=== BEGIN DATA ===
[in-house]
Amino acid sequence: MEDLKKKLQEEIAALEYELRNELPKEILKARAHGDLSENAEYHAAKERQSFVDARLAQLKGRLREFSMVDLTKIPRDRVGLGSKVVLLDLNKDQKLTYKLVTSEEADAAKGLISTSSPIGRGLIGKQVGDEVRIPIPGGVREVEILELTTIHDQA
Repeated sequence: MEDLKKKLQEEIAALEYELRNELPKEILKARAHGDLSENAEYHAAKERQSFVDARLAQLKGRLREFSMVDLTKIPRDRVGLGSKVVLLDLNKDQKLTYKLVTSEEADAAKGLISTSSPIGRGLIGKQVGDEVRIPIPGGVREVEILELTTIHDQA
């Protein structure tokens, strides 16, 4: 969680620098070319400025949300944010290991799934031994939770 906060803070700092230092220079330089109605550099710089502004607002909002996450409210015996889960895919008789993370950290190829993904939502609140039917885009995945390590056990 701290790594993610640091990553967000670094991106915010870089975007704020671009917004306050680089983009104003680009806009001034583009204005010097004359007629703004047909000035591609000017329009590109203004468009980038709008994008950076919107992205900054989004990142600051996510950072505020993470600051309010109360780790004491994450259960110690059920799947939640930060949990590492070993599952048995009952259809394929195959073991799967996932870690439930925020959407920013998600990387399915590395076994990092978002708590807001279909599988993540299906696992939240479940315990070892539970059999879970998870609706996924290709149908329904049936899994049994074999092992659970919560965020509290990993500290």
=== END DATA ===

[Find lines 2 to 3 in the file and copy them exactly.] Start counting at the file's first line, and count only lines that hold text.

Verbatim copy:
Amino acid sequence: MEDLKKKLQEEIAALEYELRNELPKEILKARAHGDLSENAEYHAAKERQSFVDARLAQLKGRLREFSMVDLTKIPRDRVGLGSKVVLLDLNKDQKLTYKLVTSEEADAAKGLISTSSPIGRGLIGKQVGDEVRIPIPGGVREVEILELTTIHDQA
Repeated sequence: MEDLKKKLQEEIAALEYELRNELPKEILKARAHGDLSENAEYHAAKERQSFVDARLAQLKGRLREFSMVDLTKIPRDRVGLGSKVVLLDLNKDQKLTYKLVTSEEADAAKGLISTSSPIGRGLIGKQVGDEVRIPIPGGVREVEILELTTIHDQA